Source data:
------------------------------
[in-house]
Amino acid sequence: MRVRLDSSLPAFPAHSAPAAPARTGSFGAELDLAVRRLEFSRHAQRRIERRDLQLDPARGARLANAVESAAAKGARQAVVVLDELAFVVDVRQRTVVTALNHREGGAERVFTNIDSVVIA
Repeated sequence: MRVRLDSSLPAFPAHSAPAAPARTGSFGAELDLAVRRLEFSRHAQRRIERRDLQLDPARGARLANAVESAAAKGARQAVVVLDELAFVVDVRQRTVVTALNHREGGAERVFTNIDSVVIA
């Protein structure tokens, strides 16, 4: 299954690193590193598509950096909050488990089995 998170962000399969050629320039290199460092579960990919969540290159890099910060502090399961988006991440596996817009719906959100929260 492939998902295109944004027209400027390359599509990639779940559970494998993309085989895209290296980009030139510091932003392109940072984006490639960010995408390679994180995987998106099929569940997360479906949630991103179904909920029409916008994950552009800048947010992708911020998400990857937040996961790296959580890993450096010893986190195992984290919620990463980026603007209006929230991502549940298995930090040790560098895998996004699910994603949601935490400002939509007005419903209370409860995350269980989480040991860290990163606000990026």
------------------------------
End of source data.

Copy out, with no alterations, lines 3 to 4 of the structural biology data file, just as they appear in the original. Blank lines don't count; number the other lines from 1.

Repeated sequence: MRVRLDSSLPAFPAHSAPAAPARTGSFGAELDLAVRRLEFSRHAQRRIERRDLQLDPARGARLANAVESAAAKGARQAVVVLDELAFVVDVRQRTVVTALNHREGGAERVFTNIDSVVIA
């Protein structure tokens, strides 16, 4: 299954690193590193598509950096909050488990089995 998170962000399969050629320039290199460092579960990919969540290159890099910060502090399961988006991440596996817009719906959100929260 492939998902295109944004027209400027390359599509990639779940559970494998993309085989895209290296980009030139510091932003392109940072984006490639960010995408390679994180995987998106099929569940997360479906949630991103179904909920029409916008994950552009800048947010992708911020998400990857937040996961790296959580890993450096010893986190195992984290919620990463980026603007209006929230991502549940298995930090040790560098895998996004699910994603949601935490400002939509007005419903209370409860995350269980989480040991860290990163606000990026």